Isolated Saccharomyces cerevisiae vacuoles contain low-molecular-mass transition-metal polyphosphate complexes†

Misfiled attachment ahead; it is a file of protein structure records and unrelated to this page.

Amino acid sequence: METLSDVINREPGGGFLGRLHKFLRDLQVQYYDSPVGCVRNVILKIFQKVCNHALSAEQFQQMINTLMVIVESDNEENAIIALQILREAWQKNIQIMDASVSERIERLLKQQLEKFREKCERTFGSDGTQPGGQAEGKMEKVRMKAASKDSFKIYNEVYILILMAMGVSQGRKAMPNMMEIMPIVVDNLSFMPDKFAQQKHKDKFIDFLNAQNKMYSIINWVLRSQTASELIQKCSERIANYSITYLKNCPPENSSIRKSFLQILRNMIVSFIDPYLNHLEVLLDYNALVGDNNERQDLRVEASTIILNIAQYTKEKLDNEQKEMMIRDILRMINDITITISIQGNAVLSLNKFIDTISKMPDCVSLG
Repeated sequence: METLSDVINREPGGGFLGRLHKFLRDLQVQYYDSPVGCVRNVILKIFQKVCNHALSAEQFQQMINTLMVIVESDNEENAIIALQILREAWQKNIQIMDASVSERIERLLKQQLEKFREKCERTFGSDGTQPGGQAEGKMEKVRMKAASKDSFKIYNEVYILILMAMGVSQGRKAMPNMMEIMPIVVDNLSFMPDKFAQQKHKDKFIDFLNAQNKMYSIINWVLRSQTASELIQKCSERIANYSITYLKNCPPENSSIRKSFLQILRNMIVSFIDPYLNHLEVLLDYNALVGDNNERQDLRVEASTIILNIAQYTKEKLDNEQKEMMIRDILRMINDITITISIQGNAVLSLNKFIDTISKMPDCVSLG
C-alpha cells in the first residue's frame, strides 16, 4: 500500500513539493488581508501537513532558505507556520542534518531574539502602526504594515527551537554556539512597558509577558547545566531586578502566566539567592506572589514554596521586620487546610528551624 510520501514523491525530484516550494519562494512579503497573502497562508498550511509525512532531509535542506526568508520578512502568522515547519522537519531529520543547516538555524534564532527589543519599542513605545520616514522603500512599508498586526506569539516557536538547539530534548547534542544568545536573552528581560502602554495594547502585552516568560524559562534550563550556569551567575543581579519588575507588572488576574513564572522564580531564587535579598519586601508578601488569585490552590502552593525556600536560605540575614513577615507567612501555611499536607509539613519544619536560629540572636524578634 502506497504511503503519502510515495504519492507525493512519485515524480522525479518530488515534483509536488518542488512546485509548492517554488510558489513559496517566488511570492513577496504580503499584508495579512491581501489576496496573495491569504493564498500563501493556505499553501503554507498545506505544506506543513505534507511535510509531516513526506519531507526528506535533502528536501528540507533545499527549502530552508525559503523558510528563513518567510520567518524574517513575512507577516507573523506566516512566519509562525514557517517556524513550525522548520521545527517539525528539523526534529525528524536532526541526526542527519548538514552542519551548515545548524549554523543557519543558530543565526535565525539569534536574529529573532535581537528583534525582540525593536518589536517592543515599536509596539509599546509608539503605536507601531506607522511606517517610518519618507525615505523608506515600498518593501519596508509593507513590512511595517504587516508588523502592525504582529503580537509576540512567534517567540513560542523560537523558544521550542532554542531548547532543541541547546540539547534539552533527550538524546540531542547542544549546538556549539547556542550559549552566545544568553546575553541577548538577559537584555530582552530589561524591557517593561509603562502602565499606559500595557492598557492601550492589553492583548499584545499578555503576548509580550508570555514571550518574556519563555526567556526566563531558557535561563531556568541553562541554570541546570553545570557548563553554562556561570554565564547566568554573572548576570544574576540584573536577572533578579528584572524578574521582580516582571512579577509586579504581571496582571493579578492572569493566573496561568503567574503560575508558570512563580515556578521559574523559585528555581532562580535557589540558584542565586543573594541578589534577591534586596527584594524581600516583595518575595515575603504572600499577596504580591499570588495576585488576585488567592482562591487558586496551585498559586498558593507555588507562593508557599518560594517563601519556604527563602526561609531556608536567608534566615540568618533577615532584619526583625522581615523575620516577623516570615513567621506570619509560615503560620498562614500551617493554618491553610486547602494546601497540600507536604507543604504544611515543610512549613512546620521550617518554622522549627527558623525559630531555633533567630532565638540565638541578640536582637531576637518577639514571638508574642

Vacuoles play major roles in the trafficking, storage, and homeostasis of metal ions in fungi and plants. In this study, 29 batches of vacuoles were isolated from Saccharomyces cerevisiae. Flow-through solutions (FTS) obtained by passing vacuolar extracts through a 10 kDa cut-off membrane were characterized for metal content using an anaerobic liquid chromatography system interfaced to an online ICP-MS. Nearly all iron, zinc, and manganese ions in these solutions were present as low-molecular-mass (LMM) complexes. Metal-detected peaks with masses between 500–1700 Da dominated; phosphorus-detected peaks generally comigrated. The distribution of metal:polyphosphate complexes was dominated by particular chain-lengths rather than a broad binomial distribution. Similarly treated synthetic FeIII polyphosphate complexes showed similar peaks. Treatment with a phosphatase disrupted the LMM metal-bound species in vacuolar FTSs. These results indicated metal:polyphosphate complexes 6–20 phosphate units in length and coordinated by 1–3 metals on average per chain. The speciation of iron in FTSs from iron-deficient cells was qualitatively similar, but intensities were lower. Under healthy conditions, nearly all copper ions in vacuolar FTSs were present as 1–2 species with masses between 4800–7800 Da. The absence of these high-mass peaks in vacuolar FTS from cup1Δ cells suggests that they were due to metallothionein, Cup1. Disrupting copper homeostasis increased the amount of LMM copper:polyphosphate complexes in vacuoles (masses between 1500–1700 Da). Potentially dangerous LMM copper species in the cytosol of metallothionein-deficient cells may traffic into vacuoles for sequestration and detoxification.